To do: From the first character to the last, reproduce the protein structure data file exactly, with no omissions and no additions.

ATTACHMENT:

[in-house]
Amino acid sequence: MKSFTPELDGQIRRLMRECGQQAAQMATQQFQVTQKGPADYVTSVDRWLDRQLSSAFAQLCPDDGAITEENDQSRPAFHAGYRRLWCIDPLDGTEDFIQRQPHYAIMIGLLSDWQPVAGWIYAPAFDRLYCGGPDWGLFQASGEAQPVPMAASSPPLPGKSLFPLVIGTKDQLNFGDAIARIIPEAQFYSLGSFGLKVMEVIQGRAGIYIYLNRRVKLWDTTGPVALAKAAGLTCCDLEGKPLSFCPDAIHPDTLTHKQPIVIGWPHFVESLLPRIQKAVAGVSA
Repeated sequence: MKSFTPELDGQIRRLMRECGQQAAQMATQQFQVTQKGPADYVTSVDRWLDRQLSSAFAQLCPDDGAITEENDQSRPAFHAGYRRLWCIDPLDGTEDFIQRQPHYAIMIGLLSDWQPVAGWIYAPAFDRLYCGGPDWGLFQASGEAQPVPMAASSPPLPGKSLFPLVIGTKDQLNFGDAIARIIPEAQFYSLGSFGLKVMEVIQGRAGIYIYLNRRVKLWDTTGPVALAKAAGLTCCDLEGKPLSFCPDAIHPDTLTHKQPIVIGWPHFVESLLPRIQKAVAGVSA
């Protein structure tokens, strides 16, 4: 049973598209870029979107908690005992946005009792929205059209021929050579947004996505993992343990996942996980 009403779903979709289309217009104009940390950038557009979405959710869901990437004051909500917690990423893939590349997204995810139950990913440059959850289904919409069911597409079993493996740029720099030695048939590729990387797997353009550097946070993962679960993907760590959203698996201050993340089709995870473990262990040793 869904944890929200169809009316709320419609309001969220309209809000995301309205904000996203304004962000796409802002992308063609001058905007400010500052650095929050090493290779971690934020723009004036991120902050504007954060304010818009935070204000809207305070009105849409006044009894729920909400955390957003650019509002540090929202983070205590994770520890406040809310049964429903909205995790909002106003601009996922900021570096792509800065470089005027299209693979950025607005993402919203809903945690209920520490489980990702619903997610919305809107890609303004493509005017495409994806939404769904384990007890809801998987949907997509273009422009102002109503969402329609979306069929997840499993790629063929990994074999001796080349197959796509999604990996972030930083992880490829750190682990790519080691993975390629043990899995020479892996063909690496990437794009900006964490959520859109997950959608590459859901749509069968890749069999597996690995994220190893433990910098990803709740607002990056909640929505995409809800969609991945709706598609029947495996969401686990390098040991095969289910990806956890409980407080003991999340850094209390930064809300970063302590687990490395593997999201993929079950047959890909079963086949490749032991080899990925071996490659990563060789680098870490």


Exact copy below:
[in-house]
Amino acid sequence: MKSFTPELDGQIRRLMRECGQQAAQMATQQFQVTQKGPADYVTSVDRWLDRQLSSAFAQLCPDDGAITEENDQSRPAFHAGYRRLWCIDPLDGTEDFIQRQPHYAIMIGLLSDWQPVAGWIYAPAFDRLYCGGPDWGLFQASGEAQPVPMAASSPPLPGKSLFPLVIGTKDQLNFGDAIARIIPEAQFYSLGSFGLKVMEVIQGRAGIYIYLNRRVKLWDTTGPVALAKAAGLTCCDLEGKPLSFCPDAIHPDTLTHKQPIVIGWPHFVESLLPRIQKAVAGVSA
Repeated sequence: MKSFTPELDGQIRRLMRECGQQAAQMATQQFQVTQKGPADYVTSVDRWLDRQLSSAFAQLCPDDGAITEENDQSRPAFHAGYRRLWCIDPLDGTEDFIQRQPHYAIMIGLLSDWQPVAGWIYAPAFDRLYCGGPDWGLFQASGEAQPVPMAASSPPLPGKSLFPLVIGTKDQLNFGDAIARIIPEAQFYSLGSFGLKVMEVIQGRAGIYIYLNRRVKLWDTTGPVALAKAAGLTCCDLEGKPLSFCPDAIHPDTLTHKQPIVIGWPHFVESLLPRIQKAVAGVSA
């Protein structure tokens, strides 16, 4: 049973598209870029979107908690005992946005009792929205059209021929050579947004996505993992343990996942996980 009403779903979709289309217009104009940390950038557009979405959710869901990437004051909500917690990423893939590349997204995810139950990913440059959850289904919409069911597409079993493996740029720099030695048939590729990387797997353009550097946070993962679960993907760590959203698996201050993340089709995870473990262990040793 869904944890929200169809009316709320419609309001969220309209809000995301309205904000996203304004962000796409802002992308063609001058905007400010500052650095929050090493290779971690934020723009004036991120902050504007954060304010818009935070204000809207305070009105849409006044009894729920909400955390957003650019509002540090929202983070205590994770520890406040809310049964429903909205995790909002106003601009996922900021570096792509800065470089005027299209693979950025607005993402919203809903945690209920520490489980990702619903997610919305809107890609303004493509005017495409994806939404769904384990007890809801998987949907997509273009422009102002109503969402329609979306069929997840499993790629063929990994074999001796080349197959796509999604990996972030930083992880490829750190682990790519080691993975390629043990899995020479892996063909690496990437794009900006964490959520859109997950959608590459859901749509069968890749069999597996690995994220190893433990910098990803709740607002990056909640929505995409809800969609991945709706598609029947495996969401686990390098040991095969289910990806956890409980407080003991999340850094209390930064809300970063302590687990490395593997999201993929079950047959890909079963086949490749032991080899990925071996490659990563060789680098870490």